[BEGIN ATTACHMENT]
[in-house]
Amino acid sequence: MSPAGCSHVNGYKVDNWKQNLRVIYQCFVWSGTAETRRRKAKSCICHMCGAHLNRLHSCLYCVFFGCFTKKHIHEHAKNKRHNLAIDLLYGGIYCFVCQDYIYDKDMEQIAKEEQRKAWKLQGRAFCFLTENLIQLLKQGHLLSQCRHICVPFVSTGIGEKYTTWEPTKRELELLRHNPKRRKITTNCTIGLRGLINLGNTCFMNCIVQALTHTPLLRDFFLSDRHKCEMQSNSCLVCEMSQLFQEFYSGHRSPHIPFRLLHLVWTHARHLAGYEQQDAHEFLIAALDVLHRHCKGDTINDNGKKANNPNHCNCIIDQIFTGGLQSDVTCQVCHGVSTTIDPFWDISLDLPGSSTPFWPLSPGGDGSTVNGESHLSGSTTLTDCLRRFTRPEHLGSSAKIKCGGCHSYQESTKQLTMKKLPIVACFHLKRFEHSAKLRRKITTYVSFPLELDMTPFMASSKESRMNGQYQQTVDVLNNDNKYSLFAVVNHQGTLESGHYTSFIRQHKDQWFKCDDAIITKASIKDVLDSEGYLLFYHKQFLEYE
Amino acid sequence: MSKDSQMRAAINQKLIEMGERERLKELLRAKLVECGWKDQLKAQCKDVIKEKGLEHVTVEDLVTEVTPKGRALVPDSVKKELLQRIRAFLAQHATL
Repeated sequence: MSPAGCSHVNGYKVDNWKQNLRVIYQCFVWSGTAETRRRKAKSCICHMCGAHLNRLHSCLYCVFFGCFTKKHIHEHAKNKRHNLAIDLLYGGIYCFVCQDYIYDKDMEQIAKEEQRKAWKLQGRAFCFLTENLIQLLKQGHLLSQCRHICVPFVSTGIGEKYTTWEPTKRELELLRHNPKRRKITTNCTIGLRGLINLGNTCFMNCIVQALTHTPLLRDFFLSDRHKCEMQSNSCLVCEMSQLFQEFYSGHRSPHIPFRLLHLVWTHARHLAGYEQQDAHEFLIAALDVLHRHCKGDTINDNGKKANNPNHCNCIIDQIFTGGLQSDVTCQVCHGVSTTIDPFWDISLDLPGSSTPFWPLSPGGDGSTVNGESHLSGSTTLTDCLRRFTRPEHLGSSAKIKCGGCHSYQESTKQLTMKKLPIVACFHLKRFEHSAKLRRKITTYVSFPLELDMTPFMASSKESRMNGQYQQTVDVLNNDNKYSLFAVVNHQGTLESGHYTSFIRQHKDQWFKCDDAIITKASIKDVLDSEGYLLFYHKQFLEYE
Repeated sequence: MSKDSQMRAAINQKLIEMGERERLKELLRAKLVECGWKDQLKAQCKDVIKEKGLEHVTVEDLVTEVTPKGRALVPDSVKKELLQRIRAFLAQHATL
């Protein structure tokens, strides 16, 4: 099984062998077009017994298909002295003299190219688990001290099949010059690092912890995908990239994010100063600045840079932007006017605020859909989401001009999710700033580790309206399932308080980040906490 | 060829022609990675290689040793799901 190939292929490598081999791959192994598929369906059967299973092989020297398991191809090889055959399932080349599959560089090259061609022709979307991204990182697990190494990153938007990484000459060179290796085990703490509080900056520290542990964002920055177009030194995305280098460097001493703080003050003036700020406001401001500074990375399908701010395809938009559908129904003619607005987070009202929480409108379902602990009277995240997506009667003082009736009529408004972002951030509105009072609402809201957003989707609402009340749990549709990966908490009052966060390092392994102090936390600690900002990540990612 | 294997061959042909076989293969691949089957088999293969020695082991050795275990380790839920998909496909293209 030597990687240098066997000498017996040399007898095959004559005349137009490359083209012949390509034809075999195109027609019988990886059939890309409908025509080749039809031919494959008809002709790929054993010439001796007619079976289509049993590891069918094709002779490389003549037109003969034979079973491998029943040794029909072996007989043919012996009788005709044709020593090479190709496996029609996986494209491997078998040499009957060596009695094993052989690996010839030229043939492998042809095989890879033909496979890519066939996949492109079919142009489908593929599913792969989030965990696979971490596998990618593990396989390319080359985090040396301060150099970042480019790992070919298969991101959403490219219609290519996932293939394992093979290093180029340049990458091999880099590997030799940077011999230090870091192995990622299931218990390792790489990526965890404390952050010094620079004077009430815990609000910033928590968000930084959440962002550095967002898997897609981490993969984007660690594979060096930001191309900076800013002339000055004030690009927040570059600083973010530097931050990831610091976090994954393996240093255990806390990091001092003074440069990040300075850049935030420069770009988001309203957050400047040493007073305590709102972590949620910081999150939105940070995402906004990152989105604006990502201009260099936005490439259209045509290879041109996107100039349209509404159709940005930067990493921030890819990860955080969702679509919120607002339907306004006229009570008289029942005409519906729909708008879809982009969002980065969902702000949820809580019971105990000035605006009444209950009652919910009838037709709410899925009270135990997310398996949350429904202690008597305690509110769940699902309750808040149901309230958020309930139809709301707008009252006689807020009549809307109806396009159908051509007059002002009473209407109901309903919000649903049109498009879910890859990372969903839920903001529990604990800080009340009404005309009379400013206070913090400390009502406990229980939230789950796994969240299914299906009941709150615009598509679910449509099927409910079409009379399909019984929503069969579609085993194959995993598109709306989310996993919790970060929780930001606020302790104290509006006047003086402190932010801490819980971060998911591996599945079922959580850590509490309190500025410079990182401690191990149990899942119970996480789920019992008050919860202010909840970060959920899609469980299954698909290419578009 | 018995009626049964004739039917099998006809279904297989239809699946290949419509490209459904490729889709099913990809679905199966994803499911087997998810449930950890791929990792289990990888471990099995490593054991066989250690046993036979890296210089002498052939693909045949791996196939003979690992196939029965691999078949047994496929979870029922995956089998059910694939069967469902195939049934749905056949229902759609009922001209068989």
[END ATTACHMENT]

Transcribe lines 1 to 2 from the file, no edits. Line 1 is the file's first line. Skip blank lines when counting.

[in-house]
Amino acid sequence: MSPAGCSHVNGYKVDNWKQNLRVIYQCFVWSGTAETRRRKAKSCICHMCGAHLNRLHSCLYCVFFGCFTKKHIHEHAKNKRHNLAIDLLYGGIYCFVCQDYIYDKDMEQIAKEEQRKAWKLQGRAFCFLTENLIQLLKQGHLLSQCRHICVPFVSTGIGEKYTTWEPTKRELELLRHNPKRRKITTNCTIGLRGLINLGNTCFMNCIVQALTHTPLLRDFFLSDRHKCEMQSNSCLVCEMSQLFQEFYSGHRSPHIPFRLLHLVWTHARHLAGYEQQDAHEFLIAALDVLHRHCKGDTINDNGKKANNPNHCNCIIDQIFTGGLQSDVTCQVCHGVSTTIDPFWDISLDLPGSSTPFWPLSPGGDGSTVNGESHLSGSTTLTDCLRRFTRPEHLGSSAKIKCGGCHSYQESTKQLTMKKLPIVACFHLKRFEHSAKLRRKITTYVSFPLELDMTPFMASSKESRMNGQYQQTVDVLNNDNKYSLFAVVNHQGTLESGHYTSFIRQHKDQWFKCDDAIITKASIKDVLDSEGYLLFYHKQFLEYE